The original cottage built by early Canterbury settler Mark Stoddart (1819-1885) at Diamond Harbour has recently been restored. It's been open at weekends between 10.00 am and 4.00 pm in May, so there's still a chance to see it.
Coast New Zealand
If you’re a fan of katipo spiders, watch out for Museum Curator Natural History Cor Vink in Coast New Zealand on TV One at 8.00 pm Monday night. The segment was filmed at a local stronghold for katipo spiders, Kaitorete Spit, the long finger of land that separates Lake Ellesmere from the Pacific Ocean.
Selling the Dream
Selling the Dream is a collection of world-class tourism posters promoting New Zealand’s unique attractions in an age before television and the Internet. Created by some of the country’s finest commercial artists, the themes promoted through the posters reveal New Zealand’s developing national identity in the early twentieth century.
Drum Beats of the Past
This drum, adorned with dancing figures, would have been used to set the rhythm for hula chants and dances. For Hawai’ians hula is more than just entertainment – it is a sacred experience originally developed as a way to honour the gods.
Dead as a Dodo?
The Dodo was a flightless pigeon endemic to Mauritius in the western Indian Ocean. It became extinct within 100 years of the island's discovery, hunted by sailors and invasive animal species. The last widely accepted sighting of a Dodo was in 1662.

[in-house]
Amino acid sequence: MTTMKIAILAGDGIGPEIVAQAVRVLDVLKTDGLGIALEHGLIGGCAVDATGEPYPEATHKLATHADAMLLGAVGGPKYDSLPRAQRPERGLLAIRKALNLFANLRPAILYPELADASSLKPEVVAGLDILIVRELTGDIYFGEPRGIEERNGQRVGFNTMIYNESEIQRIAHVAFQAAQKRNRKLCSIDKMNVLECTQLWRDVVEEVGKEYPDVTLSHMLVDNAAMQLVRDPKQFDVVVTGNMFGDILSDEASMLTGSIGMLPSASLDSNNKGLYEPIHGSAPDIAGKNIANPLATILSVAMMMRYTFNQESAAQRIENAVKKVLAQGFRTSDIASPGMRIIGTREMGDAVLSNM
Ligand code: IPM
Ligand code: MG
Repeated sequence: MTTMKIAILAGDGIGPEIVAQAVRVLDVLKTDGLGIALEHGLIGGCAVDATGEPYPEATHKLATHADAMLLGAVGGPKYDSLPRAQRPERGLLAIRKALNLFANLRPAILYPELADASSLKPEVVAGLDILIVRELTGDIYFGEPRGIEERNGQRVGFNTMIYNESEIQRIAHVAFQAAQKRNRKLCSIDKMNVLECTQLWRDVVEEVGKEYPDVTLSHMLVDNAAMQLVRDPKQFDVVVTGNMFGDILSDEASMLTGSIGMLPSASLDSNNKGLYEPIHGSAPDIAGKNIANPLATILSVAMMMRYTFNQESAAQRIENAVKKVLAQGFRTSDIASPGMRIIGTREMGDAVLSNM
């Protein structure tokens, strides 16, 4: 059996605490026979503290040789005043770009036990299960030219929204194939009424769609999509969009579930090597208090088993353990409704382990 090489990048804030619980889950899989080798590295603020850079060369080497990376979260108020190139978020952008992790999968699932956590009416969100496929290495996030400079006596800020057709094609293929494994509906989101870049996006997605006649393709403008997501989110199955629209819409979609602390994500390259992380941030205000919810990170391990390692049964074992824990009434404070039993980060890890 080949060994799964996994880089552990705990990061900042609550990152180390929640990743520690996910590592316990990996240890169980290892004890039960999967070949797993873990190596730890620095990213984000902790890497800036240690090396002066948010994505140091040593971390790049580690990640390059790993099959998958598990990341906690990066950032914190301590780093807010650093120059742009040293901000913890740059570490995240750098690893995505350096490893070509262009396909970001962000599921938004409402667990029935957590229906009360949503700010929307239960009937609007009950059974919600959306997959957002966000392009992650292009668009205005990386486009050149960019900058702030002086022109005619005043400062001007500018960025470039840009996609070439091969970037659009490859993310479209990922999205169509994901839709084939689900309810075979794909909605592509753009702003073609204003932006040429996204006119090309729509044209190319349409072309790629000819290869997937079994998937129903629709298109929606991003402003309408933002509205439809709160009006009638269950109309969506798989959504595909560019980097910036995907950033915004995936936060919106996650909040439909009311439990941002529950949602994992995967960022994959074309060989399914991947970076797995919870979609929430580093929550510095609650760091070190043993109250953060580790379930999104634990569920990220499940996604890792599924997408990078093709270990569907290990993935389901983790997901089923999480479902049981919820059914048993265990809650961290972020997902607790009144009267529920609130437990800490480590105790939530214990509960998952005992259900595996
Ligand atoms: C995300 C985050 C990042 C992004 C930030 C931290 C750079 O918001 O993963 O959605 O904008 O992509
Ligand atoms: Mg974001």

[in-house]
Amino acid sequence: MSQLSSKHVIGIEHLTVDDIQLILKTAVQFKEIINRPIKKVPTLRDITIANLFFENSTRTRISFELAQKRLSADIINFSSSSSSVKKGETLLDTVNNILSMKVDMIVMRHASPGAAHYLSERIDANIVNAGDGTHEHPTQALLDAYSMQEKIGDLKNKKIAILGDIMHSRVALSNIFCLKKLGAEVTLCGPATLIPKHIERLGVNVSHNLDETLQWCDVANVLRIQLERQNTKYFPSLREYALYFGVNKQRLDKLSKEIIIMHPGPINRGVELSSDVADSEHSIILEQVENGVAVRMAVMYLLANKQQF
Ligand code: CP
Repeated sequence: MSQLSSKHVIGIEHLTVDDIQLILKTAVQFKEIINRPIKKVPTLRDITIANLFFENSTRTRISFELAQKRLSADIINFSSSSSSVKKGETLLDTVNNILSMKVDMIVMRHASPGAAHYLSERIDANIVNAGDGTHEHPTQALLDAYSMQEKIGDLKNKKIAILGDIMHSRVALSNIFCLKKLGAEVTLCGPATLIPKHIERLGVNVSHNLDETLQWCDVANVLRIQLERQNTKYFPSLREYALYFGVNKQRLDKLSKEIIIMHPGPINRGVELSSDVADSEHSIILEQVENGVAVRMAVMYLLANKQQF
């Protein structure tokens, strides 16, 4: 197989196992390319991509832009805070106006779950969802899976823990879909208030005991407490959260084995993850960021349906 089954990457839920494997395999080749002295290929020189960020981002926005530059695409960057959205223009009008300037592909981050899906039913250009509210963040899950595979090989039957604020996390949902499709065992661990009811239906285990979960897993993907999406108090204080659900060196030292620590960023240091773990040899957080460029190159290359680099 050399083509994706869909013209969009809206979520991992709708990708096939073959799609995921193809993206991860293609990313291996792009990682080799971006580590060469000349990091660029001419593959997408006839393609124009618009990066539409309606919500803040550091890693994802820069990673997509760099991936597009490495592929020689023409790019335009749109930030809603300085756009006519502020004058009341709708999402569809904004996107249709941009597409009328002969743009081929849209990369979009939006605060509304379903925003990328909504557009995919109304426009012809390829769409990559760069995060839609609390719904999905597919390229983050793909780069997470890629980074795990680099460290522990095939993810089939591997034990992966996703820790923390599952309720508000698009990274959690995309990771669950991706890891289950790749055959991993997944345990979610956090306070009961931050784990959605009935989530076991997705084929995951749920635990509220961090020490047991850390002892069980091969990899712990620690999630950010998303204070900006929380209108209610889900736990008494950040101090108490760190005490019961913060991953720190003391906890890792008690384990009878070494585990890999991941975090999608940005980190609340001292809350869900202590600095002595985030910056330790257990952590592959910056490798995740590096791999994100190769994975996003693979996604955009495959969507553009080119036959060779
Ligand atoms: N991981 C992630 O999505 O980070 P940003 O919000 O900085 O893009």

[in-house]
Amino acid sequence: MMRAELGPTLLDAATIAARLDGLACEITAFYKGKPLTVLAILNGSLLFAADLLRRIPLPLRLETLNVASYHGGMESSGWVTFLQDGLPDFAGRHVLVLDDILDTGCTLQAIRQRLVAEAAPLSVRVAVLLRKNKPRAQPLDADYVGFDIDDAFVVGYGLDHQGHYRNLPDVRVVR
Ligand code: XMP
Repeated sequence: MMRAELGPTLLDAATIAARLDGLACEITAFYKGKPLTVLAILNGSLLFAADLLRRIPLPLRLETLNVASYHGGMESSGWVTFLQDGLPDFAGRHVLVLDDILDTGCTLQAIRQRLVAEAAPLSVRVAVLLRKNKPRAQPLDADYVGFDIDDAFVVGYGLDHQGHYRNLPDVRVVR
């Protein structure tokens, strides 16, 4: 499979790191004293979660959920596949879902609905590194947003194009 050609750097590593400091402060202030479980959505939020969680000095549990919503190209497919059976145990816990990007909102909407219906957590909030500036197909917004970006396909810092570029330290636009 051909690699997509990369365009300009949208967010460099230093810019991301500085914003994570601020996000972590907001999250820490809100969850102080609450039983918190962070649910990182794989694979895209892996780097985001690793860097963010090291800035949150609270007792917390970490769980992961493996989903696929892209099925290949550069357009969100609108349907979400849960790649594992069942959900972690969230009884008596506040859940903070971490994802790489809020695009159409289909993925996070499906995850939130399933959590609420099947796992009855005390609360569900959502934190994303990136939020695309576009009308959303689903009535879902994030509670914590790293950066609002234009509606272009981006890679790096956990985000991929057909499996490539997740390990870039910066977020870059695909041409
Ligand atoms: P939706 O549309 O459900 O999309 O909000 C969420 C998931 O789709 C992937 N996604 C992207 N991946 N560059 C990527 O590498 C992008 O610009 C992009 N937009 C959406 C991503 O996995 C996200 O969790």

Handmade in Papua New Guinea
Visit any marketplace in Papua New Guinea and your eye will immediately be drawn to brightly-coloured string bags, locally referred to as bilums.
Māori at Tuahiwi
Check out the He Waka Eke Noa exhibition at Christchurch Art Gallery which includes objects on loan from Canterbury Museum.
In 1926 the Canterbury Club on Oxford Terrace had a visitor turn up who was definitely not on the members list.
We're trying find out more about this plosive aerophone, or slap tube, which was picked up in Central Africa during the 1869 expedition to find British explorer Livingstone who'd disappeared while searching for the source of the Nile. Can you help?
This colourful coat was worn by Mrs Felicity Aitken at a garden party in Christchurch in 1970. The garden party was in honour of Queen Elizabeth II, Prince Philip, Prince Charles and Princess Anne. The royal visitors were in New Zealand to mark the bicentenary of the discovery of New Zealand by Captain James Cook.
Brown and threadbare, this fragment is from a flag erected at the South Pole on 17 January 1912. A poignant keepsake from Scott's ill-fated British Antarctic Expedition (1910–1913) it is part of the Museum’s world-renowned collection from the heroic age of Antarctic exploration and discovery.
Tourism and aviation pioneer Rodolph ('Wigs') Wigley wore a long leather flying coat with a fur-lined flying helmet to keep warm in unheated aircraft. Wigley, founder of Mt Cook Airlines, was a passenger on many pioneering flights including the first flight from Invercargill to Christchurch.
This magnificent Elizabethan-style fancy dress was worn by Mrs Lucy Ellen Sykes Studholme to a ball at Government House in the 1870s.
Ed Hillary's sunhat
This simple cotton sunhat has quite a story. It has been to the top of the world’s highest mountain and is now cared for by Canterbury Museum.
Back on top
The statue of William Rolleston (1831-1903) has been returned to its rightful place outside the Museum after falling off its plinth in the February 2011 earthquake.